Iain Murray: Welcome to work – would Sir like the usual cubicle?

A survey claims that office rituals and habitual behaviour boost employees’ morale and efficiency. What nonsense, says Iain Murray – productivity begins at home

Maddening things, surveys. Take this one in front of me now, commissioned, presumably on a publicity-crazed whim, by the recruitment agency Office Angels.

According to its findings, more than three-quarters of workers “waste” an average of five minutes a day by insisting on always drinking from the same mug or using the same lavatory cubicle.

The word “waste” is cordoned off in inverted commas, presumably to make the point than when the workers say “waste” they do not mean “waste”, they mean something like “use profitably to boost morale and improve productivity”.

The most popular office ritual that emerges from this poll involves staff painting their names on office equipment such as rulers or staplers in an attempt to mark out their territory in the workplace.

Says Paul Jacobs, director of corporate communications for the agency and a man who, assuming he uses his title as well as his name in his own rituals, has a longer ruler than most, “By satisfying a desire to do things in a certain way, we lay the foundations for a more productive day.” Which would look well inscribed in pokerwork and hung over the cistern in the third cubicle from the left.

The trouble with these office surveys – apart from the fact that you can’t believe a word they say: who ever wasted only five minutes in a day? – is that they are confined to the commuting masses. And that makes me want to climb onto my desk, open my window, and bellow, “What about the housebound self-employed?”

Not for us the luxury of a favourite lavatory, nor the profitable, productivity-enhancing moments spent mooching up and down outside the privy door, whistling idly and waiting for the clarion flush that signals our moment is at hand.

Not for us the idling five minutes a day spent inscribing our names on the tea trolley. When we scent work in our nostrils we are as hounds to the chase, with not an instant to spare. While others dally with the crossword on the 8.35 to Kings Cross, we are at our desks, spitting on our hands, brimful of zest.

While the minds of others wonder and turn to musing on just what it is that Jennifer from Accounts can possibly see in that spotty youth who brings round the sandwiches, ours are sharp and focused. Honed, that’s the word.

We… I wonder why it is that some people pick a particular lavatory and stick to it, so to speak, day after day? Ritual is supposed to have something to do with luck, which is why some cricketers always pull on the left sock before the right, or vice versa, before going out to bat. So I suppose it’s possible that the fellow who lingers outside trap three has reason to think that’s where Lady Luck hangs out. If so, he’s taking a chance. I wouldn’t put it past her to sue for sexual harassment. It would, after all, be a pretty open-and-shut case.

Where was I? Ah yes, honed, that’s what we are. Have you ever noticed that paper clip chains, such as the one I happen to have on my desk next to the paper dart under construction, are self-knotting? If one could somehow harness that technology and apply it to bootlaces it would save the Ministry of Defence thousands of man-hours (or person-hours as they are now known in the military) currently wasted on lacing, time that could more profitably be used on marching. On the other hand, tying a bootlace in a particular way might count as a morale-boosting ritual. Then again, has superstition a role to play in the modern army?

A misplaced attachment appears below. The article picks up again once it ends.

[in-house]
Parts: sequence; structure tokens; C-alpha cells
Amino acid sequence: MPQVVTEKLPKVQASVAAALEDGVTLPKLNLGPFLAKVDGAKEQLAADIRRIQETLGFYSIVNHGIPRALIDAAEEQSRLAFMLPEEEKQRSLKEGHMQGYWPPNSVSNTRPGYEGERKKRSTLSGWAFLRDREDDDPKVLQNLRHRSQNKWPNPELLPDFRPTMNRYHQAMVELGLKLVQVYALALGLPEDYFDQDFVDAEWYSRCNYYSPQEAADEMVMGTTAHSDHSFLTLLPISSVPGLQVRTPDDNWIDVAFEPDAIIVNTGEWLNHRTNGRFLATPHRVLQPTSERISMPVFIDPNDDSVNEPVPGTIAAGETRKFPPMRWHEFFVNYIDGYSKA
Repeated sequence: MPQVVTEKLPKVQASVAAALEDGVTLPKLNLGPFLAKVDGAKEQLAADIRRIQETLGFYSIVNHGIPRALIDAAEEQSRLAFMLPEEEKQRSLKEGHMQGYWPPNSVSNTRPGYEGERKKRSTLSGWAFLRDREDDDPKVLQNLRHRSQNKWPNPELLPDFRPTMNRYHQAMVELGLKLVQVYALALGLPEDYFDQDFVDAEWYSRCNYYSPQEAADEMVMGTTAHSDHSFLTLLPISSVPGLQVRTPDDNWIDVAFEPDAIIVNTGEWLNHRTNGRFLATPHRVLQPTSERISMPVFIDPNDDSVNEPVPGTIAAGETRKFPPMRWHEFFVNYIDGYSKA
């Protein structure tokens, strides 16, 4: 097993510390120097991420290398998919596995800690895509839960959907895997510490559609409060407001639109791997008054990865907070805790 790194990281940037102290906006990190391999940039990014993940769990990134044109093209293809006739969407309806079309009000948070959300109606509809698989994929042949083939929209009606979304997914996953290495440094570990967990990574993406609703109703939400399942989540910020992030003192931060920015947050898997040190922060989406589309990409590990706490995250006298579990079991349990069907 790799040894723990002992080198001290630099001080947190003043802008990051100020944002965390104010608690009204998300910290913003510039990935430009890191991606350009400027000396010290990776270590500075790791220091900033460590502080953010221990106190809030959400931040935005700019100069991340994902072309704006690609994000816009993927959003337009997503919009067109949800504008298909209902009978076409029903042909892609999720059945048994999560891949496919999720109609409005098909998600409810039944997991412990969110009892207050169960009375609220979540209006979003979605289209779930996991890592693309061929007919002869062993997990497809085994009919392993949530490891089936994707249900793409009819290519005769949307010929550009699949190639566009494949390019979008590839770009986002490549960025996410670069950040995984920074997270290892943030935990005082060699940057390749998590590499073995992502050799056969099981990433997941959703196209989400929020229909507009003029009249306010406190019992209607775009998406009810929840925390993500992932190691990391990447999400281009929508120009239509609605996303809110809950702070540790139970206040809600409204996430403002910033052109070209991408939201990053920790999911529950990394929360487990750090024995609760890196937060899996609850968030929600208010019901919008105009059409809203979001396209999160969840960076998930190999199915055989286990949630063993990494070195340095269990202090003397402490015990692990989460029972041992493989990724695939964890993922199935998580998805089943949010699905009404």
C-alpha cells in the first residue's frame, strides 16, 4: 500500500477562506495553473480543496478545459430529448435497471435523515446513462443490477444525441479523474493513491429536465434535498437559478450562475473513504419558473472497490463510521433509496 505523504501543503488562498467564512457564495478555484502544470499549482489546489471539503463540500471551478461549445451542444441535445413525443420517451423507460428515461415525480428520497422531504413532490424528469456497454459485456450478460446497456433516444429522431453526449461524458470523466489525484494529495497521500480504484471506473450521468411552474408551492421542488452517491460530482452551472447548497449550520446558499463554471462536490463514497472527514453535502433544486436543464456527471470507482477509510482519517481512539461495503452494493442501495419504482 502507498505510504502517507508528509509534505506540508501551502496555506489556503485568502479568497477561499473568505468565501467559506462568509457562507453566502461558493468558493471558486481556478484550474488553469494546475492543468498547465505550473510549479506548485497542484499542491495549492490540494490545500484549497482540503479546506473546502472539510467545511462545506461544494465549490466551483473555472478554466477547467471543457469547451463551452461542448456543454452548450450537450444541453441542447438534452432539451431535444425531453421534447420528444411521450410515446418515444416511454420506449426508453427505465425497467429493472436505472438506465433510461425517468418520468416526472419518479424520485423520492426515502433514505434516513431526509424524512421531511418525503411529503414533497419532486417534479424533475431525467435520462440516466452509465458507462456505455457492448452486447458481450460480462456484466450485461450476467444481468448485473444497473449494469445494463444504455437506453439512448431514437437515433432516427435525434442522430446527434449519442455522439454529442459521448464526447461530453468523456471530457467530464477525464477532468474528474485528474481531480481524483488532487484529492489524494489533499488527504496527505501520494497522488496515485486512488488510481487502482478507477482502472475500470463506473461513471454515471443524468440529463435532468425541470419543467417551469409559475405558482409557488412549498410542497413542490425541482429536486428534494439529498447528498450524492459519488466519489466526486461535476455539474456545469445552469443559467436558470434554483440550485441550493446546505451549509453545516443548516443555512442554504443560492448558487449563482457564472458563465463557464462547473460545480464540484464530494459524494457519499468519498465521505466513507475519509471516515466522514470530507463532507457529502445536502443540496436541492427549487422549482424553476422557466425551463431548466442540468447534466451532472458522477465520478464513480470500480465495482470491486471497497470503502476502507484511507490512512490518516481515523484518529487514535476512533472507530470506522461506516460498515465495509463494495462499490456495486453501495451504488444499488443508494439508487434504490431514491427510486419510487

Anyhow, as I was saying, or about to say, we home workers are an undervalued national asset. Not only do we free up valuable room on public transport, but we are blessed with a laser-like power of concentration and an appetite for effort.

I wonder why that squirrel, the one on the third branch down on the right on the tree outside my window, is blowing on his front paws. Are they paws? Or do squirrels have feet? Maybe he’s cold. There I go again, an institutionalised sexist. Why should I assume that the squirrel outside my window is blowing on his feet. They might be her feet. Of course, she might not be blowing at all. Can squirrels blow? She might be chewing her claws. Anyway, you’d need to be a squirrel sexer to tell a male from a female. And even then you couldn’t do it at this distance.

Time for a coffee. You know what they say, all work and no play. Personally, I don’t care whether I drink from the same mug or not. Makes no difference to me. What matters is what’s inside the mug, and coffee is well known to sharpen the mind, better to equip it for bearing down forcefully on the matter in hand.

Did you know that if you impart sufficient wrist spin to a tightly-rolled ball of press release it will break from leg to off and, with luck, land in a waste paper basket placed several feet away? The googly is more problematic.

Goodness me, is that the time, and another column done? Don’t ask where the productivity comes from. It’s something to do with morale.

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